This book is a bildungsroman in a mythological setting. The archipelago of Thira (not to be confused with the Minoan island of Thera) was home to the Keepers, an ancient race of guardians of knowledge. A massive earthquake has practically destroyed the archipelago and left it to be dominated by Alaric, the evil White Wolf, and his Shadowmen. Nyssa is a 15-year-old who was orphaned at the age of three and has been brought up in a pub. No one knows how Nyssa’s parents died and she has a strange tattoo, presumably given her in infancy.
Suddenly it transpires that the heritage of the Keepers may not be lost. Nyssa’s tattoo includes half of a message in the ancient Keeper tongue. The other half must belong to a twin, presumed dead. Nyssa sets out on a quest to discover the truth about herself, the twin, the heritage of the Keepers and the future of the archipelago.
Arbuthnott’s characters are strong and generally credible with some wonderful female role models. One of the main characters in the book – to reveal which would be a spoiler – has a disability that dominates a good deal of that character’s performance in the narrative. The disability is handled with great deftness and sensitivity without infringing the integrity of the character – a rare accomplishment in any literary genre.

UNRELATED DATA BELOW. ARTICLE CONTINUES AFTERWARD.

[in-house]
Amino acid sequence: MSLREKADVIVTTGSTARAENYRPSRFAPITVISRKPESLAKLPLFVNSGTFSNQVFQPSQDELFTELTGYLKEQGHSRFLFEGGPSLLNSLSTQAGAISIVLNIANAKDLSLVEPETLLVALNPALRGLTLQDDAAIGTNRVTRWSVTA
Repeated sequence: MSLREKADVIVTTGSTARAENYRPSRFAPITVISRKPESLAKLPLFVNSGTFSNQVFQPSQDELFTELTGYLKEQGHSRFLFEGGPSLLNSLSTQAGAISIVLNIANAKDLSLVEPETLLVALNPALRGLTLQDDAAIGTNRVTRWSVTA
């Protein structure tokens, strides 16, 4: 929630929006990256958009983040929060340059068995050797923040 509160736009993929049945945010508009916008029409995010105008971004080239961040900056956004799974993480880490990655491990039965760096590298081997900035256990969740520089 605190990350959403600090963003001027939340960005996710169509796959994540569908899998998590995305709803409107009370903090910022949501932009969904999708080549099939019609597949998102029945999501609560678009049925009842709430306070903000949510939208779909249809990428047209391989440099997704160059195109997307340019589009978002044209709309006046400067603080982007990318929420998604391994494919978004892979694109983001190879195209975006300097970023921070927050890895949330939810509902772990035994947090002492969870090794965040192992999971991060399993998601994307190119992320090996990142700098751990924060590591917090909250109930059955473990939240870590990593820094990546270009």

The pace is well sustained, except at certain points where the tempo flags occasionally when the protagonists are travelling. They have to lie low to avoid the Shadow Men and sometimes they risk losing our interest too. The plot is labyrinthine, with excellent twists and some of the qualities of a thriller. But complexity brings a price. Even a careful reader such as your critic found it necessary to check back for crucial details at least initially. But the effort is worth making. There are serious themes embedded below the adventure story, including the nature of slavery, the burden of self-harm and that ancient philosophical puzzle – what constitutes true knowledge.
The predominance of the female characters in this book may give it an extra appeal to young female readers. It is not a book for a quick, casual read. It deserves to be read slowly and carefully, and will pay rich dividends on the effort.